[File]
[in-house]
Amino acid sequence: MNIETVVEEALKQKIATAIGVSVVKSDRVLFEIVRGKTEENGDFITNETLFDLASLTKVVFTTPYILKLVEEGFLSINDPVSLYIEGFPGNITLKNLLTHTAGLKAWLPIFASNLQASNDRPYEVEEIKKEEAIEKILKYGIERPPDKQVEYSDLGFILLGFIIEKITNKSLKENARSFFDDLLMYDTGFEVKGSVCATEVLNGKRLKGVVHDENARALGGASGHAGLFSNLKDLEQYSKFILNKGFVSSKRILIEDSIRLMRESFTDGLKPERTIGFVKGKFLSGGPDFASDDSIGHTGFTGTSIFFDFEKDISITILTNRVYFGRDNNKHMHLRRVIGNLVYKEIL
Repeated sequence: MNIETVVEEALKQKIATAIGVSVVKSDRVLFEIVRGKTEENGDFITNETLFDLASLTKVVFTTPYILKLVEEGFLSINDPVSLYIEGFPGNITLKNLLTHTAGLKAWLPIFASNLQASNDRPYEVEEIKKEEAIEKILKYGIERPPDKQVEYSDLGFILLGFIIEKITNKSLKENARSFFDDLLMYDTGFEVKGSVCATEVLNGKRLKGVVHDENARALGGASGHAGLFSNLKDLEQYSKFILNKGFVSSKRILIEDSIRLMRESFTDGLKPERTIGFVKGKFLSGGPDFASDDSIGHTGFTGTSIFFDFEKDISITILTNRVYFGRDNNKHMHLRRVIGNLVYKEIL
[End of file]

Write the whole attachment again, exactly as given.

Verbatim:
[in-house]
Amino acid sequence: MNIETVVEEALKQKIATAIGVSVVKSDRVLFEIVRGKTEENGDFITNETLFDLASLTKVVFTTPYILKLVEEGFLSINDPVSLYIEGFPGNITLKNLLTHTAGLKAWLPIFASNLQASNDRPYEVEEIKKEEAIEKILKYGIERPPDKQVEYSDLGFILLGFIIEKITNKSLKENARSFFDDLLMYDTGFEVKGSVCATEVLNGKRLKGVVHDENARALGGASGHAGLFSNLKDLEQYSKFILNKGFVSSKRILIEDSIRLMRESFTDGLKPERTIGFVKGKFLSGGPDFASDDSIGHTGFTGTSIFFDFEKDISITILTNRVYFGRDNNKHMHLRRVIGNLVYKEIL
Repeated sequence: MNIETVVEEALKQKIATAIGVSVVKSDRVLFEIVRGKTEENGDFITNETLFDLASLTKVVFTTPYILKLVEEGFLSINDPVSLYIEGFPGNITLKNLLTHTAGLKAWLPIFASNLQASNDRPYEVEEIKKEEAIEKILKYGIERPPDKQVEYSDLGFILLGFIIEKITNKSLKENARSFFDDLLMYDTGFEVKGSVCATEVLNGKRLKGVVHDENARALGGASGHAGLFSNLKDLEQYSKFILNKGFVSSKRILIEDSIRLMRESFTDGLKPERTIGFVKGKFLSGGPDFASDDSIGHTGFTGTSIFFDFEKDISITILTNRVYFGRDNNKHMHLRRVIGNLVYKEIL